In our survey, home-based fitness is up for net 26% of respondents, virtual socializing is up for net 50% of respondents, video conferencing for net 40% of respondents, Netflix and online content consumption is up for net 55% of respondents and net 58% of respondents are indulging and destressing more at home. Remote working has obviously skyrocketed.
A majority of respondents feel the current crisis is an “opportunity for a mental shift in individual and collective consciousness” as the whole world has come together to fight a common enemy.
The survey revealed that more than 80% of respondents are using much less makeup than before, and more are turning to skincare and body care for indulgence versus nail color and lipstick. Makeup is impacted due to the effort-benefit theory. Because people are not going out, the returns on spending elaborate effort and time on makeup are low.
A common sentiment among consumers is the time spent indulging on their skin, face and body provides the benefit of looking good and enhancing self-care with relaxation and rejuvenation.
Today’s Beauty Purchases And Routines
Only net 10% and net 20% of total respondents reported reducing their skincare and body care usage, respectively. Bathing has shown an increase in frequency for net 3% of consumers. Makeup, hairstyling and fragrances are hit hard with a reduction in frequency for approximately 80%, 70% and 60% of respondents, respectively.
By type, consumers in the very careful/worried segment are stockpiling body care, personal care and home care essentials, and are focused on sanitization and hygiene. In order, hand cream, face cleanser, sunscreen and lip care are the essentials the group remains interested in. For skincare essentials, these consumers seek cheaper products, private-label options and attractive deals.
They have drastically reduced their makeup purchases. In contrast, bath essentials like body wash, lotion, gels are not impacted. Body moisturizer, deodorant and body butter are the least affected in the body care category.
For the careful/hopeful crowd, our survey found they have richer and more set routines governing their exercise, work, family time, hobbies, cooking, Netflix, meditation and indulgences as compared with the very careful/worried segment.
Within this segment, 30% apply skincare multiple times a day in spite of or because of the pandemic, and close to 60% apply skincare every day, including weekends. The routines do not stray from pre-COVID frequencies. However, more than two-thirds report a drop in hairstyling, with 31% consuming less haircare, 60% using makeup less frequently, and half using fewer fragrances.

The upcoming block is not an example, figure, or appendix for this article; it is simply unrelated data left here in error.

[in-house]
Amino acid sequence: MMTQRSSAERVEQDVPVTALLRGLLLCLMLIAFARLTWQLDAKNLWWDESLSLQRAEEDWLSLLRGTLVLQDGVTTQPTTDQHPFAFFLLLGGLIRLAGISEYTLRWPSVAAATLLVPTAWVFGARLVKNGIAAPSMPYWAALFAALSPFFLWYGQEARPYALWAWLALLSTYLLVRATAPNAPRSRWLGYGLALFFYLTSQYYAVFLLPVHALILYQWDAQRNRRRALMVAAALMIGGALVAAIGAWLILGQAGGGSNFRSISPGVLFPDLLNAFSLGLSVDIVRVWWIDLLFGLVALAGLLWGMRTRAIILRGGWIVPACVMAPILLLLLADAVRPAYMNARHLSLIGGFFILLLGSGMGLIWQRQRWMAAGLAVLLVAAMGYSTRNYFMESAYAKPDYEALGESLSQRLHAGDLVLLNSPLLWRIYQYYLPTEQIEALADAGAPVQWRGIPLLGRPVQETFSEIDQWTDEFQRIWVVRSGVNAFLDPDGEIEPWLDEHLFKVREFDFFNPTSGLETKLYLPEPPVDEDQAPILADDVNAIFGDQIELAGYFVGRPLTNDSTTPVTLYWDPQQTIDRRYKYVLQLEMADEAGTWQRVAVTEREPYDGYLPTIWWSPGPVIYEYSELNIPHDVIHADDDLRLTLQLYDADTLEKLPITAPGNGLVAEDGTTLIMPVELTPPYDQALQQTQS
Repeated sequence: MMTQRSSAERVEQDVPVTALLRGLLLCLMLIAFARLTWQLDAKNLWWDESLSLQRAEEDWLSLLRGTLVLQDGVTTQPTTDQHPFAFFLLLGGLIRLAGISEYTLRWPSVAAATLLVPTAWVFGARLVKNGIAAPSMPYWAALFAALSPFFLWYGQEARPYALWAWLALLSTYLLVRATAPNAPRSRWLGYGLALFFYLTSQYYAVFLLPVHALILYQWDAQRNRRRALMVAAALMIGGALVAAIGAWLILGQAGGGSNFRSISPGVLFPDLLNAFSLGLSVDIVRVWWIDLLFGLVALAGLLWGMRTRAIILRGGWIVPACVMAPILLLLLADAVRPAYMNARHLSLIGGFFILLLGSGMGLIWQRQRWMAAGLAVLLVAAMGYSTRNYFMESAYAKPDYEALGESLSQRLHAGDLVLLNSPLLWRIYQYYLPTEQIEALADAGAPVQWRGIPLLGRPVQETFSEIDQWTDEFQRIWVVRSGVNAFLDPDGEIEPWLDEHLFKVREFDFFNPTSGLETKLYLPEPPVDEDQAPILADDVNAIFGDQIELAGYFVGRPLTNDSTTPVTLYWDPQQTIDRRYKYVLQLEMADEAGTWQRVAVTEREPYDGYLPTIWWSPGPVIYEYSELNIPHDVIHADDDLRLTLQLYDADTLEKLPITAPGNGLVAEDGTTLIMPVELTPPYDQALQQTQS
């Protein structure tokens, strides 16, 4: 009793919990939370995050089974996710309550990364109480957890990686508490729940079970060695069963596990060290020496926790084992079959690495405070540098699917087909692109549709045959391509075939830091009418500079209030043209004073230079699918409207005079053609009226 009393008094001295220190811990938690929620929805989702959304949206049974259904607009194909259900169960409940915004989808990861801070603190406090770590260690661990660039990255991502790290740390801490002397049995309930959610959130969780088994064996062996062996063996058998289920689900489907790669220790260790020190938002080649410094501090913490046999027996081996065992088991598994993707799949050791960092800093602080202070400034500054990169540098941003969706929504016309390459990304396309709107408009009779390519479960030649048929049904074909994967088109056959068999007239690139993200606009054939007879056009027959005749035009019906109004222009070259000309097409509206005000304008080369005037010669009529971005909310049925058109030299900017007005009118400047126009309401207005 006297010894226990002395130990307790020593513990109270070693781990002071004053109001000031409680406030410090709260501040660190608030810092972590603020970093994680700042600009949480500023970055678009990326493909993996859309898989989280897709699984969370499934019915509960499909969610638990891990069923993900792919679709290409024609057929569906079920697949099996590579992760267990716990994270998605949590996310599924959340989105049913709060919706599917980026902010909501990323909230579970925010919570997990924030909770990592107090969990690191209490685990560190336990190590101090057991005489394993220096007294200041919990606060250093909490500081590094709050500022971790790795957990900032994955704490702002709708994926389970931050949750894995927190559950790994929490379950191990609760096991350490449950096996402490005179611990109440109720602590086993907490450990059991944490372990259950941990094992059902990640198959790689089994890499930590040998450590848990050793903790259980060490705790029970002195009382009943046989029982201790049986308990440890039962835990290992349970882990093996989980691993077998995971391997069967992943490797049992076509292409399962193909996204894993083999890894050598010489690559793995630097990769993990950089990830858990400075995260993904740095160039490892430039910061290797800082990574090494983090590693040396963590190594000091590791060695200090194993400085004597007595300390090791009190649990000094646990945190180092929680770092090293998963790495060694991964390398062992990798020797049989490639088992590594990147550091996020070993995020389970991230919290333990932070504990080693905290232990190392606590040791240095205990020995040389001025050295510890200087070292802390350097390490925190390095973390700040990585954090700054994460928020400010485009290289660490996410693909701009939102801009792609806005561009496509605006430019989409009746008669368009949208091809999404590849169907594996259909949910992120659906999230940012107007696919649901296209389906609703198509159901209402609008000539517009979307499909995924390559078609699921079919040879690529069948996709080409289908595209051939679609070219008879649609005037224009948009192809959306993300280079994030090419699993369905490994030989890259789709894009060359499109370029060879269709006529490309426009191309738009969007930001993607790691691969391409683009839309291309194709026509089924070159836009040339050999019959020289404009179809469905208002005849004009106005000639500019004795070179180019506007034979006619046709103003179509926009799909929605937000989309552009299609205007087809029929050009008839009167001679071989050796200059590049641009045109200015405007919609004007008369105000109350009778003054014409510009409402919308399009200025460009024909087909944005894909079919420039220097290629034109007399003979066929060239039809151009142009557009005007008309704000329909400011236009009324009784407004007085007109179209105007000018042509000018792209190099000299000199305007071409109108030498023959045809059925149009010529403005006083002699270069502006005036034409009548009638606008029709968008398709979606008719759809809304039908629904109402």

About 30% of consumers in this segment cite the importance of natural and organic products. However, hygiene is the biggest driver for their skincare and body care buys currently. Price, antimicrobial properties and favorite brands with deals were each cited, separately, as crucial purchasing drivers by 13% of the segment. Skincare, body care and bath products present the biggest opportunities for consumption. As the economic downturn persists, this segment’s beauty purchases may become more conservative.
To the older, generally more affluent consumers in the financially well-off segment, hand cream, face cleanser, face treatment, sunscreen, eye care, lip care, face oil and night face cream are the least impacted essentials, ranked by descending order of importance. Makeup matters to them even though consumption is a little less than before. They consider lipstick and nail polish essential (50% of respondents) while they use lip gloss and eyebrow pencil more than the other segments.
Understanding current consumer mindsets and behaviors is the first step in the process of reacting to what will most likely be many phases of consumption and public health restrictions affecting beauty brands. For more information on how to market specific products to pandemic-era consumers, see the full report on StorySaves.
At StorySaves, Rohit Banota has transformed dozens of beauty brands with brand story, brand tribe and innovation for organic growth. He has over 15 years of marketing and business experience growing both big beauty and grooming brands while working with P&G and a multitude of indie beauty brands across North America.